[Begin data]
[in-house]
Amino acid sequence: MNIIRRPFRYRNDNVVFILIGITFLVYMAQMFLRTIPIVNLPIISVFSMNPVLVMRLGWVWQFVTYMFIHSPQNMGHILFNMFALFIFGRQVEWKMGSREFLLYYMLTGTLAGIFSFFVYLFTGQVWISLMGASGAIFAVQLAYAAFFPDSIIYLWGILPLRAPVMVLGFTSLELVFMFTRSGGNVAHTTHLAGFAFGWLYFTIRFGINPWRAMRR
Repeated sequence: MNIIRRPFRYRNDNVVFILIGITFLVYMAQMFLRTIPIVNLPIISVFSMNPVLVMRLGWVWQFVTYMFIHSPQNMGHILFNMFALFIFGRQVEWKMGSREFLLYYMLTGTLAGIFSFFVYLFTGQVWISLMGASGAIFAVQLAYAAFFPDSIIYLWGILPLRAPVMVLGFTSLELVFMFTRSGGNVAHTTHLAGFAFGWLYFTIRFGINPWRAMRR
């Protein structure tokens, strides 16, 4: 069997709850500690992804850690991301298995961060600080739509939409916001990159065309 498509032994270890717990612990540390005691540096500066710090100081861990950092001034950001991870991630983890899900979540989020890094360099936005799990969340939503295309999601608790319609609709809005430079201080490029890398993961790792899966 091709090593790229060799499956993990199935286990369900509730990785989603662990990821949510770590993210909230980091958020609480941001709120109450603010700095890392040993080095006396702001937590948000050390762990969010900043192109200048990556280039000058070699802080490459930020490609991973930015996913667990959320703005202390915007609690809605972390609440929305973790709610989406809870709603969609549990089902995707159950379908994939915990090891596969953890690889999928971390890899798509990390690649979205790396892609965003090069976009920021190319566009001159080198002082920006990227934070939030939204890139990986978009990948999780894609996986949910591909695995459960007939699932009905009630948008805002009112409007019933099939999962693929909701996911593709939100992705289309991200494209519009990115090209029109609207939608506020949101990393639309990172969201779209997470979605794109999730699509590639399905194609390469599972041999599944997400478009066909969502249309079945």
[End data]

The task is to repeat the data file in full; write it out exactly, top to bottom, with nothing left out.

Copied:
[in-house]
Amino acid sequence: MNIIRRPFRYRNDNVVFILIGITFLVYMAQMFLRTIPIVNLPIISVFSMNPVLVMRLGWVWQFVTYMFIHSPQNMGHILFNMFALFIFGRQVEWKMGSREFLLYYMLTGTLAGIFSFFVYLFTGQVWISLMGASGAIFAVQLAYAAFFPDSIIYLWGILPLRAPVMVLGFTSLELVFMFTRSGGNVAHTTHLAGFAFGWLYFTIRFGINPWRAMRR
Repeated sequence: MNIIRRPFRYRNDNVVFILIGITFLVYMAQMFLRTIPIVNLPIISVFSMNPVLVMRLGWVWQFVTYMFIHSPQNMGHILFNMFALFIFGRQVEWKMGSREFLLYYMLTGTLAGIFSFFVYLFTGQVWISLMGASGAIFAVQLAYAAFFPDSIIYLWGILPLRAPVMVLGFTSLELVFMFTRSGGNVAHTTHLAGFAFGWLYFTIRFGINPWRAMRR
């Protein structure tokens, strides 16, 4: 069997709850500690992804850690991301298995961060600080739509939409916001990159065309 498509032994270890717990612990540390005691540096500066710090100081861990950092001034950001991870991630983890899900979540989020890094360099936005799990969340939503295309999601608790319609609709809005430079201080490029890398993961790792899966 091709090593790229060799499956993990199935286990369900509730990785989603662990990821949510770590993210909230980091958020609480941001709120109450603010700095890392040993080095006396702001937590948000050390762990969010900043192109200048990556280039000058070699802080490459930020490609991973930015996913667990959320703005202390915007609690809605972390609440929305973790709610989406809870709603969609549990089902995707159950379908994939915990090891596969953890690889999928971390890899798509990390690649979205790396892609965003090069976009920021190319566009001159080198002082920006990227934070939030939204890139990986978009990948999780894609996986949910591909695995459960007939699932009905009630948008805002009112409007019933099939999962693929909701996911593709939100992705289309991200494209519009990115090209029109609207939608506020949101990393639309990172969201779209997470979605794109999730699509590639399905194609390469599972041999599944997400478009066909969502249309079945």